My favorite female singer is, and has been since I was a preteen, Marian Anderson, but I didn’t read her biography until I picked up Jeri Ferris’ book. Maybe I was afraid of being disillusioned, that her personality would not match her singing. A more comprehensive biography will undoubtedly reveal human flaws, but there’s no indication of anything that would let me down.
This book is written for younger readers, but this short version is written with an excellent selections of well-described incidents and includes a range of photographs. I’ll read a more comprehensive biography some other time. Jeri Ferris includes the main events of Marian’s life and if I were teaching about Jim Crow laws and discrimination, I’d use it as a teaching tool. From Marian’s first experience on a Jim Crow train to The Daughters of the American Revolution refusing to let her sing in their hall, the history of discrimination is effectively portrayed.
There was the time in Atlantic City, New Jersey when she was honored with keys to the city–and refused a room in a hotel…There was the time in Springfield, Illinois when she sang at the opening of a film on Abraham Lincoln–and was refused a room in the Lincoln Hotel.Jeri Ferris, What I Had Was Singing
Marion’s mother told her to remember that, always, someone would be watching her and she must base her behavior on that.
Marion remembered hearing, as she walked along a residential street, a woman playing the piano. She peeked through the window and saw that it was a Black woman. She realized that she, too, could learn to play the piano. She found pictures of the keyboard, and taught herself. That woman never knew how the sight and sound of her playing had given one little girl the encouragement and incentive she needed, and coincidentally an object lesson illustrating her mother’s advice.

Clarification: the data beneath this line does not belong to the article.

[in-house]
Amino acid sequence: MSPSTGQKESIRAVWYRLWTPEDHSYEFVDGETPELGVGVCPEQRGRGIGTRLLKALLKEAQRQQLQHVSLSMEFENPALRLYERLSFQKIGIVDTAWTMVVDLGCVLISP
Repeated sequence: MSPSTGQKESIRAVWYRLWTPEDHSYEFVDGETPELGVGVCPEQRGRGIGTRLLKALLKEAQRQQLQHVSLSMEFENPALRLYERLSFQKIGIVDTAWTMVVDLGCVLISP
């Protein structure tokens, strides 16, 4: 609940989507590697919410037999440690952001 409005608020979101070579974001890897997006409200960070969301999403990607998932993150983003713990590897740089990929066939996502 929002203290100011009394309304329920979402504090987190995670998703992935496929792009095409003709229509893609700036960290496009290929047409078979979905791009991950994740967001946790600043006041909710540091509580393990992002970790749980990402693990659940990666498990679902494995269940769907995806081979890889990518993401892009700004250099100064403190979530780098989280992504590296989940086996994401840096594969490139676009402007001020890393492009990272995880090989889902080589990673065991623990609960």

I’m not sure how the subject came up, but I remember clearly the evening my mother told me about the Daughters of the American Revolution keeping Marian out of their Constitution Hall. Some relative had offered to sponsor me as a DAR member, and my mother was not enthusiastic about it because when she asked whether I’d be interested, she told me about the DAR event and that killed any enthusiasm I might have had. At the time, I thought that snub was recent–in the 1950s; actually it was on Easter Sunday of 1939 that Marian sang at the Lincoln Memorial, by invitation of the Department of the Interior. That outdoor arena allowed 75,000 to hear her, twenty times the capacity of Constitution Hall. How I would have loved to be there! But that was before my time.
For a video on Eleanor Roosevelt’s part in this, and a bit of Marian Anderson’s concert, https://www.youtube.com/watch?v=OwQCRUtzBsU
Marian Anderson, the legendary African-American contralto, sang at the Lincoln Memorial exactly 75 years ago after she was refused a performance at Washington’s Constitution Hall. On Wednesday , young people gathered to commemorate Anderson’s effort to strike out against racism through the power and beauty of her voice. View more from Marian Anderson: http://www.pbs.org/newshour/bb/marian…